If I'd had longer to work on this story, there are a few things I'd have changed. I'd initially given the narrator a quirk of speech, which lapsed as the story progressed. I went back after after and tried to undo the quirks, but I missed a couple here and there, which is why there are some odd turns of phrase in the story.
I also think I was too ambitious with this story, and tried to fit too much into the 1000-word limit. Also, the story had to use the "the finish line" thematically at some point, and received bonus points for including migration, and creatures native to Minnesota.
We lumbered into the wayhouse in a cloud of bovine sweat, flies and oxen farts. I’d have pushed through, given my druthers, but the beasts were fighting me every step and I knew we’d have to spend the night. It hurt to stop here, so close to my goal, like stopping to retie your shoe with one toe on the finish line, but weren’t nothing for it if the beasts wouldn’t budge further.
Before I left Washton, I bartered away a nice van for this pair of grumpy oxen and an old U-Haul trailer with yokes attached. I named the pair Steak and Chops, and I planned to eat them once I got where I was going. The low roads were no place for a fancy van; nothing here but mud and ruts and nowhere to charge. And I couldn’t take the Electroway; once you get on the Electroway and log your trip, they know who and where you are. The low roads are where bad wolves like me go to disappear. For reasons.
When I entered the wayhouse, the old badger who ran the house ran her eyes over me judgementally, but took my money and barked at me togo sit with the other guests if I wanted to eat. The other “guests” was just a young, clean-cut moose who looked awkwardly out of place. I knew I’d have to watch this one; good men don’t travel the low roads.
I sat a table away from him and pretended he didn’t exist until he broke the silence.
“Which way?” was all he said.
It was none of his business, but I didn’t want to be rude. “Minnesota,”I said.
“Coming from Washton?” he asked in a way I think he hoped made him sound casual.
“Bad stuff going down there, ya.” He said. “I come from Minnesota originally. Had family there until … you know.”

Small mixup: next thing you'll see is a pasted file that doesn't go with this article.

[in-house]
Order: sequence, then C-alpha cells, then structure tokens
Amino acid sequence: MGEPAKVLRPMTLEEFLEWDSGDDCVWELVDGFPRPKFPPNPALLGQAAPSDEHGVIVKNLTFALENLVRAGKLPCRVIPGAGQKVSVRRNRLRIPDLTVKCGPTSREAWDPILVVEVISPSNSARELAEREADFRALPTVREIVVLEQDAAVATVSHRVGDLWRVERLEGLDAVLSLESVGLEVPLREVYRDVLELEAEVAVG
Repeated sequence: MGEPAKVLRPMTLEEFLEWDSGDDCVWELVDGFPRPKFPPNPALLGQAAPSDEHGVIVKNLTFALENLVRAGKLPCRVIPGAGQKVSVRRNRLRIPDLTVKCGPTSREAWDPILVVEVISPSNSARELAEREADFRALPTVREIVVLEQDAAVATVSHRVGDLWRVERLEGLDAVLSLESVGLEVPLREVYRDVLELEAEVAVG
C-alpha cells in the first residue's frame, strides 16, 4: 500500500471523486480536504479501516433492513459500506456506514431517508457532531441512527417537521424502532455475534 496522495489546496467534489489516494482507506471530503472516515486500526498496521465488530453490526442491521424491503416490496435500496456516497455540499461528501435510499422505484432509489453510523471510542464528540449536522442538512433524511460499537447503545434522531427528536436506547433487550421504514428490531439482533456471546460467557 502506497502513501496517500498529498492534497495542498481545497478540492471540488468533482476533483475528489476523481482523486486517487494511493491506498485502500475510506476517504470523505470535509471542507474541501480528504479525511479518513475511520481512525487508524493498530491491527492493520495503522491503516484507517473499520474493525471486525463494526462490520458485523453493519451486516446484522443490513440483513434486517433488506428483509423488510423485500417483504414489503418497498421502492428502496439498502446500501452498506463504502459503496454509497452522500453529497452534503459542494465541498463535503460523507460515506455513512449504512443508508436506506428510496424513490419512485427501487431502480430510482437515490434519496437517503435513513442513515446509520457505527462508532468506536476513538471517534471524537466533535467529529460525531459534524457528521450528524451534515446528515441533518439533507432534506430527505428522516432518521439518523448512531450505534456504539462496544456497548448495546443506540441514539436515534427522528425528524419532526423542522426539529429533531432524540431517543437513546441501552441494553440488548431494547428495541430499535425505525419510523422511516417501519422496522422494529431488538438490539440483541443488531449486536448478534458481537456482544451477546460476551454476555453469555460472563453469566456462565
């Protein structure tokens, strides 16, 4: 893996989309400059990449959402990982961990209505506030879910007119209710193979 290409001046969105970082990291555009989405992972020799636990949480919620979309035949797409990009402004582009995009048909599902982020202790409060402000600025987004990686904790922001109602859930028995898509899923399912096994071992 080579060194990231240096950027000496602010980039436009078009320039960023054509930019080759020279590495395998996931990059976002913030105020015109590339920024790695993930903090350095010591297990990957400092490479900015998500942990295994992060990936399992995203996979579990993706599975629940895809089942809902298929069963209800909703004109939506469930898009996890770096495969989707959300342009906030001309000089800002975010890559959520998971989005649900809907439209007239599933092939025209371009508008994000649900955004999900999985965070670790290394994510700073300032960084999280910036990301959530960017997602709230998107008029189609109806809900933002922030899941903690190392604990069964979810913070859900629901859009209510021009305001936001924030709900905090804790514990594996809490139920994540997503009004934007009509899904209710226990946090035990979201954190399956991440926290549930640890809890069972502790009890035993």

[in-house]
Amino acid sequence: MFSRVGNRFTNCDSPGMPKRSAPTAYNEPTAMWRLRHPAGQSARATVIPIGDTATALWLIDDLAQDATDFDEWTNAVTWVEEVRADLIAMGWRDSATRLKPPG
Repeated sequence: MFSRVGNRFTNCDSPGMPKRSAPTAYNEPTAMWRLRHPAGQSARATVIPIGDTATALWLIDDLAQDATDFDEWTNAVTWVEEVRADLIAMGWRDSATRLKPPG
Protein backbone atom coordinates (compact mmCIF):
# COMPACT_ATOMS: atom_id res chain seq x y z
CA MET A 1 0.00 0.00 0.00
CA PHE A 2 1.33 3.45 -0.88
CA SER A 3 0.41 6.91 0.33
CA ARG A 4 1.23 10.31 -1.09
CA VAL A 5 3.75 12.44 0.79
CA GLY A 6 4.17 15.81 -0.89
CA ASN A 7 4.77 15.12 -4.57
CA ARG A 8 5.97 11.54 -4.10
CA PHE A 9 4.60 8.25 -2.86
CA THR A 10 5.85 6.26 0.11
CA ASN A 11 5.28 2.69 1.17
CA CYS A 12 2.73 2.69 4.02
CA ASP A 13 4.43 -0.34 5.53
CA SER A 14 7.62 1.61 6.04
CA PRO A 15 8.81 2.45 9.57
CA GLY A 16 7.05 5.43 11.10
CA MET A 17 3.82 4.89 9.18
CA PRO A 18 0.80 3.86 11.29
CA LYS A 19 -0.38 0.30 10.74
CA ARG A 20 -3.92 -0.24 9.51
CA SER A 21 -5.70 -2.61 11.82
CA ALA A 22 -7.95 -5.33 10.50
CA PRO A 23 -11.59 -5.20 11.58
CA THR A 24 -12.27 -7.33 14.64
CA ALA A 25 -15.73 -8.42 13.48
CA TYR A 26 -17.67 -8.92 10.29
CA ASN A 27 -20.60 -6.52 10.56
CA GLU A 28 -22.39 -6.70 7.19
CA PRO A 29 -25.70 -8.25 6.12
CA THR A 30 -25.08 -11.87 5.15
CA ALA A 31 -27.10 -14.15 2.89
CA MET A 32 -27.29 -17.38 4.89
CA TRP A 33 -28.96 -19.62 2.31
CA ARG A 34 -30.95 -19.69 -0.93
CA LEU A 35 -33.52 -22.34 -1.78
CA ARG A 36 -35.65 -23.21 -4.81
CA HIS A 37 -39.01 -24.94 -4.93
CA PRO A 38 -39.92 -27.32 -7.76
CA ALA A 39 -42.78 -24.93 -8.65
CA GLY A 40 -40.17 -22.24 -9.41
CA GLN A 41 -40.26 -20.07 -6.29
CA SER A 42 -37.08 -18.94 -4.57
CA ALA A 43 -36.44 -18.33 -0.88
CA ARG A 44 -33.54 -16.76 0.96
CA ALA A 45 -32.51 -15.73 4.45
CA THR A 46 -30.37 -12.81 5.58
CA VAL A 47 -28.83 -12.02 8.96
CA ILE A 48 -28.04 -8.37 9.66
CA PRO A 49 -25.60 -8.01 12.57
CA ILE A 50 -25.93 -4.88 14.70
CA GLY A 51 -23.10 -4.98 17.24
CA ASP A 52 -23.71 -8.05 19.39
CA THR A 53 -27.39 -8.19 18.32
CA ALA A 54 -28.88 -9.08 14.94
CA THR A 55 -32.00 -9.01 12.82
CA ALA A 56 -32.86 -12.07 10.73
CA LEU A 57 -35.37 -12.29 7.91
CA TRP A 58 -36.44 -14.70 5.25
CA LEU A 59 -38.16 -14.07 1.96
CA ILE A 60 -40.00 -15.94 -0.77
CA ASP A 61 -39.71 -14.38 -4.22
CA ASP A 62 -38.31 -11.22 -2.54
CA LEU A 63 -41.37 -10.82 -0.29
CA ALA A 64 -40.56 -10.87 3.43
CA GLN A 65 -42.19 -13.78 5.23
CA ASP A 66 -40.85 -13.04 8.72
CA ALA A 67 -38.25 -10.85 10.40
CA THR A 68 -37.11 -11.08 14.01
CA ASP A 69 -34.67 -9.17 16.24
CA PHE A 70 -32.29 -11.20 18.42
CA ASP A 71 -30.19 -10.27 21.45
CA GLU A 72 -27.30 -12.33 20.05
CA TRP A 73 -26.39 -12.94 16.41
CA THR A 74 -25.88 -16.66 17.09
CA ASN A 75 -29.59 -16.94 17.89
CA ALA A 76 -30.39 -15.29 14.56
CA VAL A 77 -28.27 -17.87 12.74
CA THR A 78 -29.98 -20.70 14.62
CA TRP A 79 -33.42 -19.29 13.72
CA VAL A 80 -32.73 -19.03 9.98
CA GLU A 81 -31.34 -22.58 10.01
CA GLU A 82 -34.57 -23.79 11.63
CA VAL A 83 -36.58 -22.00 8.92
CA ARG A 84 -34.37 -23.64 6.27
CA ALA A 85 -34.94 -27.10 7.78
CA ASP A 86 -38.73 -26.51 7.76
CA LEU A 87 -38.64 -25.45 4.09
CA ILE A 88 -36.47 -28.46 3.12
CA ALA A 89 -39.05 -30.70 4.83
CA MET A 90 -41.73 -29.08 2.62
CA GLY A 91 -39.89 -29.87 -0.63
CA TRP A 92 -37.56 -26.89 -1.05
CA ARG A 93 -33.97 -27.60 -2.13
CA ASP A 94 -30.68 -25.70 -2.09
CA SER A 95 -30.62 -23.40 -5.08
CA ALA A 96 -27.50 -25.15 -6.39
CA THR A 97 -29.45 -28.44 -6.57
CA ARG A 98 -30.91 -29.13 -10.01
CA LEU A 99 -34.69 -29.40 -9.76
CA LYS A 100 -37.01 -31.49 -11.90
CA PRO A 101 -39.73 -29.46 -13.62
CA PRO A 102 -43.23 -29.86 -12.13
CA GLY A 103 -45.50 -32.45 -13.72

“Ya,” I replied. “That’s rough. Sorry.”
We were both quiet then until the server lass brought us bowls of watery vegetable stew and bread. I dipped my bread in the broth, and then offered the rest of the stew to the moose who gratefully took it.
“Minnesota,” he said again. “It’s a shame, you stopping the night here when you are so close to the finish line.”
“Ya,” I said. “Leastwise ‘til they move the line again, like they did in Washton.”
“You’re taking quite a load with you,” said the moose. “You moving all your stuff with you?”
“As much as I could put in that trailer, ya” I said cautiously. “I’m migrating, as it were.” It was packed with more medical tech than his life was worth, and I’d rather he glean no hint of that. I didn’t much like needless bloodshed. I took my pardon and retired to my room before he could ask any more awkward questions.
As soon as I got to my room, I slapped a topical stim pad into the bare patch under my armpit and quickly assembled my gun. As I settled into a chair by the window, I grimaced as I felt my heart begin to pound painfully in my chest. Each time you used one of these pads it took a year off your life. I should know, I’m a doctor. Mind you, every year medical science added another five, so at some point it had to balance.
The sun had just set when I saw the moose emerge from the wayhouse with another moose who was a bit shorter and rounder than him. As I feared, I saw them look around before making a beeline toward my trailer. I cracked the window and rested the muzzle of the gun in the opening so that I could get a clear bead if I needed it. I swivelled my ears to try and pick out their words, but they were talking in hushed tones, and I could only pick out key words. “…Washton…Minnesota…heathen…”
Aw fudge it, they were part of that crowd. They were probably on their way to Washton to join the crusade. “Don’t touch my trailer, boys,” I thought. I peered through the gun’s electronic sight and focused it on the back of the taller moose’s head. “Please don’t touch my trailer.”
I didn’t see what I did as wrong, and neither did the folks in Minnesota. Yet. I delivered happiness. I gave people what they want. A beaver boy wanted to be a fox. He had the desire, he had the money, I made him a fox. His folks didn’t take too kindly to that. If God had wanted their boy to be a fox, He’d have made him a fox. It’s also kind of illegal to change up species in Washton, but that just makes it more profitable. It was a don’t ask,don’t tell line of work.
The kid buckled under pressure and told, so now I’m migrating east.
“Please don’t touch my trailer!”
I couldn’t catch what the two moose were saying, but they laughed a couple of times then lit up a cigarette of some kind that they passed back and forth as they walked back to the wayhouse. I lowered the gun and slid back from the window lest they look up. It looked like a win-win night. I got to keep my trailer unmolested, and they got to keep their brains in their craniums.
I spent the rest of the night watching over my trailer and gathered up my oxen for the road again at first light. As far as I know the moose men were still sleeping when I left.
The oxen grumbled and moved with contemptuous recalcitrance when I tried to coax them up to speed. I tried to encourage the larger one with the crop, but that just elicited its first fart of the day.
“So help me, I’m going to cook you first,” I scowled. “I hope you taste better than you smell.”
Fortunately, it turned out that he did.